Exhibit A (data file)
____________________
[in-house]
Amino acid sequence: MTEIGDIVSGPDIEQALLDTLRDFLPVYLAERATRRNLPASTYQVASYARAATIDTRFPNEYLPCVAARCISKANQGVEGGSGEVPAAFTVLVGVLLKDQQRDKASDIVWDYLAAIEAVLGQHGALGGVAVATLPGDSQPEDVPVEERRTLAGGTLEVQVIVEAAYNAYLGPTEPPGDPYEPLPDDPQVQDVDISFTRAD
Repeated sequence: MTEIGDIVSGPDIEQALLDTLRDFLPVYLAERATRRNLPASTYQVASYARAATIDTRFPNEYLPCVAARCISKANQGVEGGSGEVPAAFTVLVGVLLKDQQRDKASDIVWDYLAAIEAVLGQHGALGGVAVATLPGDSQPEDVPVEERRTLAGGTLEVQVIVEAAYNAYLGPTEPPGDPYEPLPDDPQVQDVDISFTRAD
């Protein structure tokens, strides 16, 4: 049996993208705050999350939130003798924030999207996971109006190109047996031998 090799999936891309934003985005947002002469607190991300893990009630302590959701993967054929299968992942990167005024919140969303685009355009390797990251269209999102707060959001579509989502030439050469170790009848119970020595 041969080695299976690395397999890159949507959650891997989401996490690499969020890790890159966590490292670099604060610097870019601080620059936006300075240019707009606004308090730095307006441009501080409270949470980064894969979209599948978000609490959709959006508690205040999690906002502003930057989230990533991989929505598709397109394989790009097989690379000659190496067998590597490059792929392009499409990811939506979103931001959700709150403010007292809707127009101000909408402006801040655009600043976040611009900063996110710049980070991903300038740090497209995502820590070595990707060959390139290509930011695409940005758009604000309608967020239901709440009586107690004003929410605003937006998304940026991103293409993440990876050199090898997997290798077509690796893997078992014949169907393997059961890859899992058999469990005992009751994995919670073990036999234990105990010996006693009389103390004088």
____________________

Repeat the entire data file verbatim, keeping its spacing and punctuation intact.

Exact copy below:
[in-house]
Amino acid sequence: MTEIGDIVSGPDIEQALLDTLRDFLPVYLAERATRRNLPASTYQVASYARAATIDTRFPNEYLPCVAARCISKANQGVEGGSGEVPAAFTVLVGVLLKDQQRDKASDIVWDYLAAIEAVLGQHGALGGVAVATLPGDSQPEDVPVEERRTLAGGTLEVQVIVEAAYNAYLGPTEPPGDPYEPLPDDPQVQDVDISFTRAD
Repeated sequence: MTEIGDIVSGPDIEQALLDTLRDFLPVYLAERATRRNLPASTYQVASYARAATIDTRFPNEYLPCVAARCISKANQGVEGGSGEVPAAFTVLVGVLLKDQQRDKASDIVWDYLAAIEAVLGQHGALGGVAVATLPGDSQPEDVPVEERRTLAGGTLEVQVIVEAAYNAYLGPTEPPGDPYEPLPDDPQVQDVDISFTRAD
């Protein structure tokens, strides 16, 4: 049996993208705050999350939130003798924030999207996971109006190109047996031998 090799999936891309934003985005947002002469607190991300893990009630302590959701993967054929299968992942990167005024919140969303685009355009390797990251269209999102707060959001579509989502030439050469170790009848119970020595 041969080695299976690395397999890159949507959650891997989401996490690499969020890790890159966590490292670099604060610097870019601080620059936006300075240019707009606004308090730095307006441009501080409270949470980064894969979209599948978000609490959709959006508690205040999690906002502003930057989230990533991989929505598709397109394989790009097989690379000659190496067998590597490059792929392009499409990811939506979103931001959700709150403010007292809707127009101000909408402006801040655009600043976040611009900063996110710049980070991903300038740090497209995502820590070595990707060959390139290509930011695409940005758009604000309608967020239901709440009586107690004003929410605003937006998304940026991103293409993440990876050199090898997997290798077509690796893997078992014949169907393997059961890859899992058999469990005992009751994995919670073990036999234990105990010996006693009389103390004088």